Are Glyphosate products harmful to you?
By Kenneth McElrath
Introduced in the 1990s, crops genetically engineered (GE) to withstand exposure to the weed killer glyphosate (Roundup) were a game-changer for agriculture.
They saved many farmers money on weed control, slashed greenhouse gas emissions caused by tilling and fossil fuel use, and indirectly boosted crop yields, all of which translated into lower food prices for consumers.
Scientists have differing opinions when answering why or how Roundup is harmful to humans, but consumer lawsuits argue that cancer is a possible outcome.
Where Is Glyphosate Used?
Glyphosate is often used on:
- Fruit and vegetable crops;
- Glyphosate-resistant crops like canola, corn, cotton, soybeans, sugar beets, and wheat;
- Plantings, lawns, greenhouses, aquatic plants, and forest plantings.
Exposure to Glyphosate
If you use a weed killer with glyphosate on your lawn or garden, you may be exposed to glyphosate by breathing it in, getting it on your skin, or getting it in your eyes. Your risk goes up if you:
– Eat or smoke after applying it and don’t wash your hands first;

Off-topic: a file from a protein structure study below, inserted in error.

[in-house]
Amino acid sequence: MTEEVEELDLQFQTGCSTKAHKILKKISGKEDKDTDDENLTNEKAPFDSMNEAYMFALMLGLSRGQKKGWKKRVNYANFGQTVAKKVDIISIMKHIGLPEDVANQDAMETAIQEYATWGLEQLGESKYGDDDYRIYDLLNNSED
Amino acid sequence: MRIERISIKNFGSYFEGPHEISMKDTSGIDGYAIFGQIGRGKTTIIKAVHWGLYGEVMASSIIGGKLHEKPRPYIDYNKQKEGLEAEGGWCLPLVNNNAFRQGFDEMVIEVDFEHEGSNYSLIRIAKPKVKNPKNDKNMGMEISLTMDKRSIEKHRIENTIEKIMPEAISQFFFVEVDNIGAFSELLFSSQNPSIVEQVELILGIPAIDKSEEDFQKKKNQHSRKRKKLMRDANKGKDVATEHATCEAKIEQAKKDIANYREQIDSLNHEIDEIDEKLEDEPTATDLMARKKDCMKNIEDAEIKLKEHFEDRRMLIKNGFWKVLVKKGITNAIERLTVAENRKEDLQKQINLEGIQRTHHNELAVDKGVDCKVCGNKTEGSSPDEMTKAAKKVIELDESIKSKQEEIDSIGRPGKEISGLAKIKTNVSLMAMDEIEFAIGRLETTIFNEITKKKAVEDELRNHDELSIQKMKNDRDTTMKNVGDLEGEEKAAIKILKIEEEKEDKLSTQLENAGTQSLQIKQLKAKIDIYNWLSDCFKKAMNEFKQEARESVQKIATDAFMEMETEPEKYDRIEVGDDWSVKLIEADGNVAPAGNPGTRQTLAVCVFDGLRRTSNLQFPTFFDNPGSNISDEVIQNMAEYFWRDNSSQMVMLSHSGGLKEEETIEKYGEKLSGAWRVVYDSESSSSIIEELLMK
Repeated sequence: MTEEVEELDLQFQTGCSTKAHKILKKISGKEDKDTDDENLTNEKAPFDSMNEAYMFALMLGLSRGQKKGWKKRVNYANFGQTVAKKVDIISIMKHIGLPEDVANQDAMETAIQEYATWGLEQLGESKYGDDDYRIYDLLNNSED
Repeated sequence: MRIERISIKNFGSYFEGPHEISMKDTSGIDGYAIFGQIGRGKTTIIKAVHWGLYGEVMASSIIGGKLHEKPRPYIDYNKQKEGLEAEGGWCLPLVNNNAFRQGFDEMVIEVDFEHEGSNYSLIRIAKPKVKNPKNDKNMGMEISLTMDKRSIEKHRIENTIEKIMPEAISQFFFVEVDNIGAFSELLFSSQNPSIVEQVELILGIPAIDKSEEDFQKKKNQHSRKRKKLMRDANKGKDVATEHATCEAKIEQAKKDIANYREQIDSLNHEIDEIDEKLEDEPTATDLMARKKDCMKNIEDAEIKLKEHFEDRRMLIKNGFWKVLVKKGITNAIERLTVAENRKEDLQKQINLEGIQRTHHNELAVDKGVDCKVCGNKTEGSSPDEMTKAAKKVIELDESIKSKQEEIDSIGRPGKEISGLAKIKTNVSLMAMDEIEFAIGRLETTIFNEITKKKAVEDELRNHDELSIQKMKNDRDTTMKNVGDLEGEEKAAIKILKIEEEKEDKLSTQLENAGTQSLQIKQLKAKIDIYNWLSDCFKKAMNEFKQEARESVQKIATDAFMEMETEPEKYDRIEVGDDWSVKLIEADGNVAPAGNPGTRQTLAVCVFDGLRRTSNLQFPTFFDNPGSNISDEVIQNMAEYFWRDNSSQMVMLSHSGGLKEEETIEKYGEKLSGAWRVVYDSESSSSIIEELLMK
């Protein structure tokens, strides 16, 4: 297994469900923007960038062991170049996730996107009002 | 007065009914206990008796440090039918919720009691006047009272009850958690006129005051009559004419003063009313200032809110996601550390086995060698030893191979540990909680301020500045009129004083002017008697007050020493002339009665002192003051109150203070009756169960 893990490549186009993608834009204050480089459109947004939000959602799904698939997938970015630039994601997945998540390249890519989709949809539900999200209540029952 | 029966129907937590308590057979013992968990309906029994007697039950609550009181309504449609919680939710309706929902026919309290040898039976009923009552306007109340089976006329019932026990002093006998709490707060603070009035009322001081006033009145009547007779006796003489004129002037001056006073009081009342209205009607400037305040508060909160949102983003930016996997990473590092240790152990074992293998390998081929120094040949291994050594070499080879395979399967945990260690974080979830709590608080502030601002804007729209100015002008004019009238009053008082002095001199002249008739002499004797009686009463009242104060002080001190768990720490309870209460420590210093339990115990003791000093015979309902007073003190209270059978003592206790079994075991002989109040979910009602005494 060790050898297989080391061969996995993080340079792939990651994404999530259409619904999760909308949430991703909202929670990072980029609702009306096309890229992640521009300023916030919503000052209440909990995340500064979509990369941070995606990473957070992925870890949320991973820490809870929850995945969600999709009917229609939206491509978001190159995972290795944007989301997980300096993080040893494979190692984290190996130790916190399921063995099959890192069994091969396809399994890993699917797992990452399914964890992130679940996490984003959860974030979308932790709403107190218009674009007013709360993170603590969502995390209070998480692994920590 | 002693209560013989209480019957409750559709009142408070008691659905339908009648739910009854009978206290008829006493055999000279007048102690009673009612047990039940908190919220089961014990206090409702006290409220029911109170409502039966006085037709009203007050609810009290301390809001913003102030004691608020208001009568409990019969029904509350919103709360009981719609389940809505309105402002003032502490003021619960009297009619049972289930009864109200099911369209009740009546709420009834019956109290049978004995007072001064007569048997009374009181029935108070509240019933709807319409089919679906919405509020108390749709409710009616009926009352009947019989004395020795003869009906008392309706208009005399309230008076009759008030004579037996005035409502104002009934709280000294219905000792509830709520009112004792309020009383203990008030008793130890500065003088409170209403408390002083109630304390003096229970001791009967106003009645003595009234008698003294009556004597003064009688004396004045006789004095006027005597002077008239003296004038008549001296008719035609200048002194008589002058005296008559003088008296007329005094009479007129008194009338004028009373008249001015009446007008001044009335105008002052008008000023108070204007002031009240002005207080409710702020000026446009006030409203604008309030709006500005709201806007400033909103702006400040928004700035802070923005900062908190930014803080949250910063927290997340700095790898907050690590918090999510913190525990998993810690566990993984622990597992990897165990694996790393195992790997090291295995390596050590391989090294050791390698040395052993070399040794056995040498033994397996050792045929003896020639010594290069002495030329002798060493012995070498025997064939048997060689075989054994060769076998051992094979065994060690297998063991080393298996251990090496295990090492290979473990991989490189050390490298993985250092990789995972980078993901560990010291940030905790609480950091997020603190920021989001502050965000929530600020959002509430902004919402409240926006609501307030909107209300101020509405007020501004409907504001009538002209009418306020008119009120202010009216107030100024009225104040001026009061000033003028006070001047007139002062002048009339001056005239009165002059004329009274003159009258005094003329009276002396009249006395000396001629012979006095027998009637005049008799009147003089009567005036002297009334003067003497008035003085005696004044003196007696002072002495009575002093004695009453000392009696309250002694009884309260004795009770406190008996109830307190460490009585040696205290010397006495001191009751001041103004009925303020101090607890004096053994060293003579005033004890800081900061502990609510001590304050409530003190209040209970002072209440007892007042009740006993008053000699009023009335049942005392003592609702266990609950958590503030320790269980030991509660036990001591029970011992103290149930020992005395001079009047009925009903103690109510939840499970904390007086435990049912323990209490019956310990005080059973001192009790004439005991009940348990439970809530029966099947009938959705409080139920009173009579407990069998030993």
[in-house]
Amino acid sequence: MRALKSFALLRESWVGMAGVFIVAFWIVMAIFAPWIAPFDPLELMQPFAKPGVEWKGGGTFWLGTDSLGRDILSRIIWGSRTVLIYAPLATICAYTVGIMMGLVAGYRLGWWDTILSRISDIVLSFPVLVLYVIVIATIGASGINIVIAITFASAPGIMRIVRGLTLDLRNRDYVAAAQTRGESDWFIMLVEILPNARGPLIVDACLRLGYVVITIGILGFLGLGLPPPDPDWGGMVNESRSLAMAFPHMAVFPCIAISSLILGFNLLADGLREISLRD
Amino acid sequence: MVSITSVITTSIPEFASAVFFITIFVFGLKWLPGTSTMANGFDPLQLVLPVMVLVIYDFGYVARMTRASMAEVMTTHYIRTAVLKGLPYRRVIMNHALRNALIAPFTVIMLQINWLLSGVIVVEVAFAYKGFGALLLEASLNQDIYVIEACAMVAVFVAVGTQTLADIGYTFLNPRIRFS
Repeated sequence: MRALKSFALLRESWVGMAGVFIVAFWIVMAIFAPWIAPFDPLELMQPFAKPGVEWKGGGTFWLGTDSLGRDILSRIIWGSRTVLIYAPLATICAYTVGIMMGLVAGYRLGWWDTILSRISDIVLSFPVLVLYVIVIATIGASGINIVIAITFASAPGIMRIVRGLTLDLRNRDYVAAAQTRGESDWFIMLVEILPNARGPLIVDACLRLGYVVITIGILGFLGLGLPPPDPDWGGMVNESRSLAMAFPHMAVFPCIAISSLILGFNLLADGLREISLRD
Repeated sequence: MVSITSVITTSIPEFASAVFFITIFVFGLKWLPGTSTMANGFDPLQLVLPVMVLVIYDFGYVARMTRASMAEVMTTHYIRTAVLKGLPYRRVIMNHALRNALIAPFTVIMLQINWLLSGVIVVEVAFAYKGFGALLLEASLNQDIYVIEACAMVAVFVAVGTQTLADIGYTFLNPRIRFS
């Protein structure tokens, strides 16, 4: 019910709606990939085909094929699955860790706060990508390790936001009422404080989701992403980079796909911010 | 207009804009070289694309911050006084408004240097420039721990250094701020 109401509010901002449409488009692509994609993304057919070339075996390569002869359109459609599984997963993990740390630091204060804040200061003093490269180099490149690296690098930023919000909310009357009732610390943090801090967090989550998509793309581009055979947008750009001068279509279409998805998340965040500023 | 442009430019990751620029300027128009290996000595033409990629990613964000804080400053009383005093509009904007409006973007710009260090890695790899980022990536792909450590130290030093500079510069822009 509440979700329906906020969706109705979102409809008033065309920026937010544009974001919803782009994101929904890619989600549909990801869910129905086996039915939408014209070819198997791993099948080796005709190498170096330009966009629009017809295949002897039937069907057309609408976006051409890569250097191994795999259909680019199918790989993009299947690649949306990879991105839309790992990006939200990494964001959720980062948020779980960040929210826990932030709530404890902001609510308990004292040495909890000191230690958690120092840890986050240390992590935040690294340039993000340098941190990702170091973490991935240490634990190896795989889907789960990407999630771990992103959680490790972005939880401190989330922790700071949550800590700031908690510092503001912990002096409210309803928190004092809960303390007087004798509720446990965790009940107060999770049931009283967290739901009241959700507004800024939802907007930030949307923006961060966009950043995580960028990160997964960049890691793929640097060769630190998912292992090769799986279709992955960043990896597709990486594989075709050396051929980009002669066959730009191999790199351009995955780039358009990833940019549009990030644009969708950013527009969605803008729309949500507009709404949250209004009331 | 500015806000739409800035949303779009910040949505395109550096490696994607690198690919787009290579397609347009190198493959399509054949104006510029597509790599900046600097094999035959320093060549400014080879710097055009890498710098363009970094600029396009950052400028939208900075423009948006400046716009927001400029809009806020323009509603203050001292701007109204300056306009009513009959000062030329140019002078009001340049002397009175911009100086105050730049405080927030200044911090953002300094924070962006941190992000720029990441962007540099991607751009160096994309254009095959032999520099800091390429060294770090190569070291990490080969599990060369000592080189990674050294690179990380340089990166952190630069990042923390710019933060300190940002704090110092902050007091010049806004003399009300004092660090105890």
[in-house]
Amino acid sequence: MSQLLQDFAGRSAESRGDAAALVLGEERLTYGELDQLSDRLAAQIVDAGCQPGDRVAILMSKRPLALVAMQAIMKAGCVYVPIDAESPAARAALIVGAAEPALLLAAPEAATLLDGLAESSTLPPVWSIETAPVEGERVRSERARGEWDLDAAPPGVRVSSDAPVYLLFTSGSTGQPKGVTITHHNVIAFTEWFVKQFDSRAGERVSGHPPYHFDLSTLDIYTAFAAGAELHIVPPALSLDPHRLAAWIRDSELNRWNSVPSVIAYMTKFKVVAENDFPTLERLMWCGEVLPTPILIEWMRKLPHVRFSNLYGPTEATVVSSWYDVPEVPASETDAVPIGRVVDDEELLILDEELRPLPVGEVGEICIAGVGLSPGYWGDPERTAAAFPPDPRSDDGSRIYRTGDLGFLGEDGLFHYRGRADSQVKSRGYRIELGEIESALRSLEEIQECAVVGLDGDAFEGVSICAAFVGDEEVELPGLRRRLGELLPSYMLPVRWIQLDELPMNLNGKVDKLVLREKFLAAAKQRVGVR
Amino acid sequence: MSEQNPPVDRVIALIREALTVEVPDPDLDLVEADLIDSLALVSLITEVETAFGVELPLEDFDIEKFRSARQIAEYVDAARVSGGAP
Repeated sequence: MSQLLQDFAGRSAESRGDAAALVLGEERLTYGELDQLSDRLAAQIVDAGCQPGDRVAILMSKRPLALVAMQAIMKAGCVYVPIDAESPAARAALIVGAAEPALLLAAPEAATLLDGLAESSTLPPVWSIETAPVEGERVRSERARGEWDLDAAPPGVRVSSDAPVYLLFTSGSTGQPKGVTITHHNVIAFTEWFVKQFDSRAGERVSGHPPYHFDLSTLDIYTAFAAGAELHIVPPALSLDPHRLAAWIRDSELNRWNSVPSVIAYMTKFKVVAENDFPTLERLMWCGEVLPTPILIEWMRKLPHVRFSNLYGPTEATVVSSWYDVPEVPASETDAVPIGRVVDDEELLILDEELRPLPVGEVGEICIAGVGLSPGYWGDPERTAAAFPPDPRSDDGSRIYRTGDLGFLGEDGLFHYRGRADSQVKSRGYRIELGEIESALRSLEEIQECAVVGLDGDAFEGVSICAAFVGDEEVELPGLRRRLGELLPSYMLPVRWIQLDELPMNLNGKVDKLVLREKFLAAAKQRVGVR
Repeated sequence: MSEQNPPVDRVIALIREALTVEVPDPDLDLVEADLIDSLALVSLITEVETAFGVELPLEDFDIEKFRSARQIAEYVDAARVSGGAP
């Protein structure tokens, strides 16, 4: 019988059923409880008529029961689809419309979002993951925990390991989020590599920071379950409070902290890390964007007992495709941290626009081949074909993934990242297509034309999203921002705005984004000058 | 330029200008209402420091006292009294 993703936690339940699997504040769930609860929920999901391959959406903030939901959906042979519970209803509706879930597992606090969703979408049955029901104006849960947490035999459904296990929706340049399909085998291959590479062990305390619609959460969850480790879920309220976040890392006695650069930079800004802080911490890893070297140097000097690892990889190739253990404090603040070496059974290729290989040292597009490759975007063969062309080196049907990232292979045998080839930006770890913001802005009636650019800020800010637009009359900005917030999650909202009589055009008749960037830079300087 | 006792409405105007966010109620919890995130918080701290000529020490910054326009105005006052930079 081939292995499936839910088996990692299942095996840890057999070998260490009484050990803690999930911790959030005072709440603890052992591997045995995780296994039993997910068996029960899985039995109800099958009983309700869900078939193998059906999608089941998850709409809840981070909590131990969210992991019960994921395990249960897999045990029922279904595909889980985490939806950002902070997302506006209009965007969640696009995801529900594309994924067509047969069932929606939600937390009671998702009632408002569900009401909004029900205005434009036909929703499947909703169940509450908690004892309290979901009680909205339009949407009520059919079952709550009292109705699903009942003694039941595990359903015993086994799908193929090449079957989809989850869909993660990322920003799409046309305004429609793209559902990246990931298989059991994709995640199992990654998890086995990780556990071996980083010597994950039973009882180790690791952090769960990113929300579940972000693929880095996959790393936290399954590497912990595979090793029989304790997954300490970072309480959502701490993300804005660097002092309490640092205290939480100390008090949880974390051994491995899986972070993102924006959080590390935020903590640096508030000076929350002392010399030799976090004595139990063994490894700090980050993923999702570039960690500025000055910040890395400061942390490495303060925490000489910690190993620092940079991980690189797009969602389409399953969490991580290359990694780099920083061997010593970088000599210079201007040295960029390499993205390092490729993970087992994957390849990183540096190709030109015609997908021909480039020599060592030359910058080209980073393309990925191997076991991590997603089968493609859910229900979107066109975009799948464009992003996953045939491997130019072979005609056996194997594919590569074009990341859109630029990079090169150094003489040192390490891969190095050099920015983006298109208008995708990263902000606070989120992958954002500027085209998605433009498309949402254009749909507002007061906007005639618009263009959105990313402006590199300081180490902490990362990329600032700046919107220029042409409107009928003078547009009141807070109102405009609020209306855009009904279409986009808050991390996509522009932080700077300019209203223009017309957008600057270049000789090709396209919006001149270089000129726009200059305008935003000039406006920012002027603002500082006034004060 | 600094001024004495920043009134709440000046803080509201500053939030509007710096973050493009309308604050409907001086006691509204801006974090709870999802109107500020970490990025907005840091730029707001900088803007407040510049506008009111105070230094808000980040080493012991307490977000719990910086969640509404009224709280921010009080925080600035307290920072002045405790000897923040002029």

– Touch plants that are still wet from it.
If you’re exposed, your eyes, skin, nose, and throat may get irritated. If you get it in your eyes, it could lead to mild irritation or a superficial corneal injury. If you swallow it, you may have increased saliva and burns and pain in your mouth and throat. It can cause nausea, vomiting and diarrhea.
In some cases, people who intentionally swallowed products with glyphosate have died. To lower your risk, wash your hands and take off your clothes after you handle one of these products.
Glyphosate in your food
You may also be exposed to glyphosate in your food. It gets into foods early in the food chain, before raw food is harvested and before it’s processed. You may have heard in recent news that oat-based products like oatmeal, cereal, granola bars, and snack bars have glyphosate.
In one report from California scientists and the World Health Organization, 43 of 45 oat-based products tested had it. Popular breakfast foods like Quaker Old Fashioned Oats and Cheerios and other cereals, had above-average levels. It’s also in grain and bean products like pasta, buckwheat, barley, kidney beans, and chickpeas.